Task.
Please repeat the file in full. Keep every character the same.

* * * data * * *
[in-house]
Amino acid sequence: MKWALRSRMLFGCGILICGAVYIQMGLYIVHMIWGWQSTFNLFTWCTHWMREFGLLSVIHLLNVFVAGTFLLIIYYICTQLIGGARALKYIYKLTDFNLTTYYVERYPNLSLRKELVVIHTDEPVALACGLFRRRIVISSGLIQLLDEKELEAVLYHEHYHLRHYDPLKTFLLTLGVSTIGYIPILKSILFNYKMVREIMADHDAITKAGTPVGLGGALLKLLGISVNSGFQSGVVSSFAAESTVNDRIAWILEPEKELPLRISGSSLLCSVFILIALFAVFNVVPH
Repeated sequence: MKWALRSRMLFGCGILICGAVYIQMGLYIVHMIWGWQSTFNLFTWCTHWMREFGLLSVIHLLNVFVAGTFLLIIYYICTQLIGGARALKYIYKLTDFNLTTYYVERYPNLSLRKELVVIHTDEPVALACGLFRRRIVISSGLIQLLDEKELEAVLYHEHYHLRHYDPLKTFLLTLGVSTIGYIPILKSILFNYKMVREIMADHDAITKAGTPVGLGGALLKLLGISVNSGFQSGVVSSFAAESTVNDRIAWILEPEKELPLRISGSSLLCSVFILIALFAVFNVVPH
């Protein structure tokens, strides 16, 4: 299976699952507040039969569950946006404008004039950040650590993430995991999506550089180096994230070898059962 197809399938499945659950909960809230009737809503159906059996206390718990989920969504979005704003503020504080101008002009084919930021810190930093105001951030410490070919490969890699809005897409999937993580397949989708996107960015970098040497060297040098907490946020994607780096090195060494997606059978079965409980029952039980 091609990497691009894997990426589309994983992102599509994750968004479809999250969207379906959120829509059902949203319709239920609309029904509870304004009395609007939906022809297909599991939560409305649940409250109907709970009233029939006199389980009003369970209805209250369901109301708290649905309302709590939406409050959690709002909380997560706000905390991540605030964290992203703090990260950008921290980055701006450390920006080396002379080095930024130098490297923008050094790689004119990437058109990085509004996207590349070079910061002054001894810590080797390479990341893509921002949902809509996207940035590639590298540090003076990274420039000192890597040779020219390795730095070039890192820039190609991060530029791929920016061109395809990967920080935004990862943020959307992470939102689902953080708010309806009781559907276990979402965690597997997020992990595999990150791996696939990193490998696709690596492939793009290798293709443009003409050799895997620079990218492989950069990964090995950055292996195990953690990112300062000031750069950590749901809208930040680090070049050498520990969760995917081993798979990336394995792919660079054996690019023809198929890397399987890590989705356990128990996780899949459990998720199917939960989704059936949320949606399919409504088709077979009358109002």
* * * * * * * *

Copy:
[in-house]
Amino acid sequence: MKWALRSRMLFGCGILICGAVYIQMGLYIVHMIWGWQSTFNLFTWCTHWMREFGLLSVIHLLNVFVAGTFLLIIYYICTQLIGGARALKYIYKLTDFNLTTYYVERYPNLSLRKELVVIHTDEPVALACGLFRRRIVISSGLIQLLDEKELEAVLYHEHYHLRHYDPLKTFLLTLGVSTIGYIPILKSILFNYKMVREIMADHDAITKAGTPVGLGGALLKLLGISVNSGFQSGVVSSFAAESTVNDRIAWILEPEKELPLRISGSSLLCSVFILIALFAVFNVVPH
Repeated sequence: MKWALRSRMLFGCGILICGAVYIQMGLYIVHMIWGWQSTFNLFTWCTHWMREFGLLSVIHLLNVFVAGTFLLIIYYICTQLIGGARALKYIYKLTDFNLTTYYVERYPNLSLRKELVVIHTDEPVALACGLFRRRIVISSGLIQLLDEKELEAVLYHEHYHLRHYDPLKTFLLTLGVSTIGYIPILKSILFNYKMVREIMADHDAITKAGTPVGLGGALLKLLGISVNSGFQSGVVSSFAAESTVNDRIAWILEPEKELPLRISGSSLLCSVFILIALFAVFNVVPH
């Protein structure tokens, strides 16, 4: 299976699952507040039969569950946006404008004039950040650590993430995991999506550089180096994230070898059962 197809399938499945659950909960809230009737809503159906059996206390718990989920969504979005704003503020504080101008002009084919930021810190930093105001951030410490070919490969890699809005897409999937993580397949989708996107960015970098040497060297040098907490946020994607780096090195060494997606059978079965409980029952039980 091609990497691009894997990426589309994983992102599509994750968004479809999250969207379906959120829509059902949203319709239920609309029904509870304004009395609007939906022809297909599991939560409305649940409250109907709970009233029939006199389980009003369970209805209250369901109301708290649905309302709590939406409050959690709002909380997560706000905390991540605030964290992203703090990260950008921290980055701006450390920006080396002379080095930024130098490297923008050094790689004119990437058109990085509004996207590349070079910061002054001894810590080797390479990341893509921002949902809509996207940035590639590298540090003076990274420039000192890597040779020219390795730095070039890192820039190609991060530029791929920016061109395809990967920080935004990862943020959307992470939102689902953080708010309806009781559907276990979402965690597997997020992990595999990150791996696939990193490998696709690596492939793009290798293709443009003409050799895997620079990218492989950069990964090995950055292996195990953690990112300062000031750069950590749901809208930040680090070049050498520990969760995917081993798979990336394995792919660079054996690019023809198929890397399987890590989705356990128990996780899949459990998720199917939960989704059936949320949606399919409504088709077979009358109002």